General Chat Thread, I'm qualified to work on Mac! :D in General; A senior staff member came up to me yesterday afternoon and asked me to take a look at their personal ...
26th March 2011, 10:14 AM #1
I'm qualified to work on Mac! :D
A senior staff member came up to me yesterday afternoon and asked me to take a look at their personal Macbook pro because the bluetooth mouse "hadn't worked since half term"
Other than peering at my sister's Macbook air a couple of years ago, I've never touched a Mac in my life.
I opened the Macbook which was already powered on "I never turn it off"
I found the bluetooth settings and they failed to switch on.
I puzzled for a while (OK about 20 seconds)
I powered it off and turned it back on again.
Glad to see some things are the same as in the microsoft world!
Have to say, I hated the touchpad on that thing though. Horrible to use.
IDG Tech News
26th March 2011, 10:59 AM #2
I hate the things. I owned a MacBook for two years and it just frustrated me so I sold it in the end!
Last edited by bodminman; 26th March 2011 at 11:07 AM.
26th March 2011, 11:45 AM #3
I myself have a macbook pro, i love the touchpad. I never get it to work the same in Windows. When in Windows it really does annoy me so the mouse comes out.
27th March 2011, 01:31 PM #4
Same, I don't like the touchpads at all. Gotta beat the Mighty Mouse, but that's not hard.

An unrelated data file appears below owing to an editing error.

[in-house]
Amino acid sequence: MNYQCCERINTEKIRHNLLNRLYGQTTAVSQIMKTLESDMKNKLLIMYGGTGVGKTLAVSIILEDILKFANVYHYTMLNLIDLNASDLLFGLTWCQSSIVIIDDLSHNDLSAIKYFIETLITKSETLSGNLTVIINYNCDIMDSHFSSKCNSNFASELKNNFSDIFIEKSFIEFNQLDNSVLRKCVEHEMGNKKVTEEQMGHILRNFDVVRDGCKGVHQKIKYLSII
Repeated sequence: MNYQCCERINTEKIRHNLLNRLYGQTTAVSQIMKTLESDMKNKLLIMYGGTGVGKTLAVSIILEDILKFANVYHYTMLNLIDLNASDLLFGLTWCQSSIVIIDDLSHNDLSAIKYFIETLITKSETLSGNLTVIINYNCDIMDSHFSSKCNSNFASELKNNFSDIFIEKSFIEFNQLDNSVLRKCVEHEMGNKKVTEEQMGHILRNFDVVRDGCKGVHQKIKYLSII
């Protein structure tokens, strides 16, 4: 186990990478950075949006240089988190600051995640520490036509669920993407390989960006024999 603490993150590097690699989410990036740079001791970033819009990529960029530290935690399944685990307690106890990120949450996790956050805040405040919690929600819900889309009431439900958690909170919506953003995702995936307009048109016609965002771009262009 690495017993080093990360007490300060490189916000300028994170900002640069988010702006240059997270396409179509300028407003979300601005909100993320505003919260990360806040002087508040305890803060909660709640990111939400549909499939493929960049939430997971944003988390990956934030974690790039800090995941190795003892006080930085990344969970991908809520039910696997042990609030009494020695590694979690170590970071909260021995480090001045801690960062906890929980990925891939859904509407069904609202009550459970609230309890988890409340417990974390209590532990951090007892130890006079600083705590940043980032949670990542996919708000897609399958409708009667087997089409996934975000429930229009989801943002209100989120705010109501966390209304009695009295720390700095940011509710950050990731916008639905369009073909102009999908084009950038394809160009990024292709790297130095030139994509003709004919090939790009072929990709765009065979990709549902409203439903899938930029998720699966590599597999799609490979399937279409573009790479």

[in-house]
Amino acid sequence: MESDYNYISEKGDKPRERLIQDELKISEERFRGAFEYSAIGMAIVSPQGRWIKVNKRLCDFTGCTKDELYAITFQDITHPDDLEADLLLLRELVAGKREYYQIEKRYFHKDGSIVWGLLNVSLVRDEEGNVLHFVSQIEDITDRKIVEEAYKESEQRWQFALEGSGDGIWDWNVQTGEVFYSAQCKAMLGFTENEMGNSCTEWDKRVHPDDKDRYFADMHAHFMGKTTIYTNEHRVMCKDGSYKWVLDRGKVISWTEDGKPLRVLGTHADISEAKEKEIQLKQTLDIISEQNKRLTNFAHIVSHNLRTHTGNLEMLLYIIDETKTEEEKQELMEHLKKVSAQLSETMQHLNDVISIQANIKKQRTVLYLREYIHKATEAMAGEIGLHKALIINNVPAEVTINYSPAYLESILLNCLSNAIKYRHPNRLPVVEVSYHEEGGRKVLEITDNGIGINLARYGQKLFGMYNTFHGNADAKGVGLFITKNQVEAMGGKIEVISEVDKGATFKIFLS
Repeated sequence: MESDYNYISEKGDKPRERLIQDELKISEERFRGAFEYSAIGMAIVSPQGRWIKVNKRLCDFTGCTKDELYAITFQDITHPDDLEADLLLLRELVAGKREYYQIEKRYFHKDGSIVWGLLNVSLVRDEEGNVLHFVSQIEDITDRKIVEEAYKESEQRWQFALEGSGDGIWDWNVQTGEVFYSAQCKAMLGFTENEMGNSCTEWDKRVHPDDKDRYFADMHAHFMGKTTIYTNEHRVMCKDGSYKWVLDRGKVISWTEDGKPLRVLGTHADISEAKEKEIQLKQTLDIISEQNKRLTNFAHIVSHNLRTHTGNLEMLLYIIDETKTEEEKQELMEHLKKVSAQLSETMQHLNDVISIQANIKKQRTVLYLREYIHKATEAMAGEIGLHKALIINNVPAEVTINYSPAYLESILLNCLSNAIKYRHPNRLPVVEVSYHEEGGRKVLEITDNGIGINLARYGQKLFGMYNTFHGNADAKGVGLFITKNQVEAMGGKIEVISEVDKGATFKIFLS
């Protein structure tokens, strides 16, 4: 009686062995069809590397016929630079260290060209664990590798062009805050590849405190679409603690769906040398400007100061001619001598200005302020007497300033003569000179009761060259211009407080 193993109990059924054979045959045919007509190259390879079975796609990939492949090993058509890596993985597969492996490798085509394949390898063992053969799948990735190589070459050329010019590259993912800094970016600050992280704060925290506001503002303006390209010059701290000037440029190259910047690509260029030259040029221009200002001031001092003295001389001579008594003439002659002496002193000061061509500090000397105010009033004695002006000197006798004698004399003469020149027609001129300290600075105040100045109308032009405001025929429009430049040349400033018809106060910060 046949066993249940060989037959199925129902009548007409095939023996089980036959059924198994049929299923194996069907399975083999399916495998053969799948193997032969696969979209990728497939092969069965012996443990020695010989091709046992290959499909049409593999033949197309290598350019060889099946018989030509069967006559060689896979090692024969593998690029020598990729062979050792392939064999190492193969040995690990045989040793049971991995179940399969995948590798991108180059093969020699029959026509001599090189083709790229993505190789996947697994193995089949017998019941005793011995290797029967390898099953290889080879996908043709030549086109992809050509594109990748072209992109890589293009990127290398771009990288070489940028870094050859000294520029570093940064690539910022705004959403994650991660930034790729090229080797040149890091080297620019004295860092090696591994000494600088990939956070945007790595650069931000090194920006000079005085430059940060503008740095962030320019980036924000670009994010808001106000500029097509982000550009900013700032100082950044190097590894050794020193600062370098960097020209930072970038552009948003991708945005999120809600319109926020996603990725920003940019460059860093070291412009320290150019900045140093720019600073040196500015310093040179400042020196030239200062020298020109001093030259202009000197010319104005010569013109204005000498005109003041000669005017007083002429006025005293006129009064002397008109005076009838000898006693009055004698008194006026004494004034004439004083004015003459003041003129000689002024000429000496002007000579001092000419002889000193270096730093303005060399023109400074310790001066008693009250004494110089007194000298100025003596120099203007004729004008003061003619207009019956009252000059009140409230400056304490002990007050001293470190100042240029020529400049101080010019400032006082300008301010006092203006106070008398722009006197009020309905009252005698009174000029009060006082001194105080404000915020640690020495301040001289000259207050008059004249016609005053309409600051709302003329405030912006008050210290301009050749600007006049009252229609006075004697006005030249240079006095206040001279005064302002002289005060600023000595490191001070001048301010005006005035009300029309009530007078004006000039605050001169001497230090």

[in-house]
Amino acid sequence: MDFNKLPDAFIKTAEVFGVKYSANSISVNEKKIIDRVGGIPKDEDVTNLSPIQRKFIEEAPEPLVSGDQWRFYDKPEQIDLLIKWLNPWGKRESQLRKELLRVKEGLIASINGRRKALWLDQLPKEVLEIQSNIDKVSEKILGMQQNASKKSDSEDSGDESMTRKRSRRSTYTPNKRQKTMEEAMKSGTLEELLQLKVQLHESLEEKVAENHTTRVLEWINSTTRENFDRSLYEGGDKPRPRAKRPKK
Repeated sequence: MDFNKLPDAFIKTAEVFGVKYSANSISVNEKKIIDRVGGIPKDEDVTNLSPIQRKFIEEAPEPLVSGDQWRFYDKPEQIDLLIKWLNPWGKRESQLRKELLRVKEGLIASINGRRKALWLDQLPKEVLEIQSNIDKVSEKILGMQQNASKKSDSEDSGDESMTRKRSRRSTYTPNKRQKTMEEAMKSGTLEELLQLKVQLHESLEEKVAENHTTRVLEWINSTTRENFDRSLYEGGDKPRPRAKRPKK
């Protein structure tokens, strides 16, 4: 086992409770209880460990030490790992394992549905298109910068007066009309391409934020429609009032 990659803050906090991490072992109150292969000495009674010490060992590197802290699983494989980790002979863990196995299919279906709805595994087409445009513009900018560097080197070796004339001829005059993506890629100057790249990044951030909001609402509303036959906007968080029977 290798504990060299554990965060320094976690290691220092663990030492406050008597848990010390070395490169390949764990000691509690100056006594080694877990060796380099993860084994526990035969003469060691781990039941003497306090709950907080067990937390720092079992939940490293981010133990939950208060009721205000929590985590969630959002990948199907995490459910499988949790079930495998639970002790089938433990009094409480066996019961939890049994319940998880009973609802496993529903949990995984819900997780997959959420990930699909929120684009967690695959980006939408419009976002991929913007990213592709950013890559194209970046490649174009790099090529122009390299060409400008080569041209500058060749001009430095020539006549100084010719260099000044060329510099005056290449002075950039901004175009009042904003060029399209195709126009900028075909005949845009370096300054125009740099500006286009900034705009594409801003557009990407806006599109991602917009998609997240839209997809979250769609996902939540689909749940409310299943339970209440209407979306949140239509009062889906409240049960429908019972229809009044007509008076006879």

27th March 2011, 01:51 PM #5
I can see why some people like the touchpads, having used a few some of them can be reasonable with responce and the whole two finger scroll/right click can be appealing.
Personally I don't like them for several usage reasons, I hate the texture of the touchpads and have used much (to me) nicer ones, I also hate the lack of real buttons and reference points on them. With them all flush to everything for style you can easily run off the edge and wonder why it is not responding, the lack of a physical click is also a pain when you are not looking at it. These things really irritate me when using them and those same ideas annoy me when implemented in other laptops like the hp envy range. It has the whole two finger scroll thing but it is not intuitive and I have had to tell several users who were going nuts over the lack of side scroll about it. The two finger implementation there is also a bit more hit and miss than the Apple variant probably because the trackpad is smaller in comparison to the vast featureless expanse of an Apple one.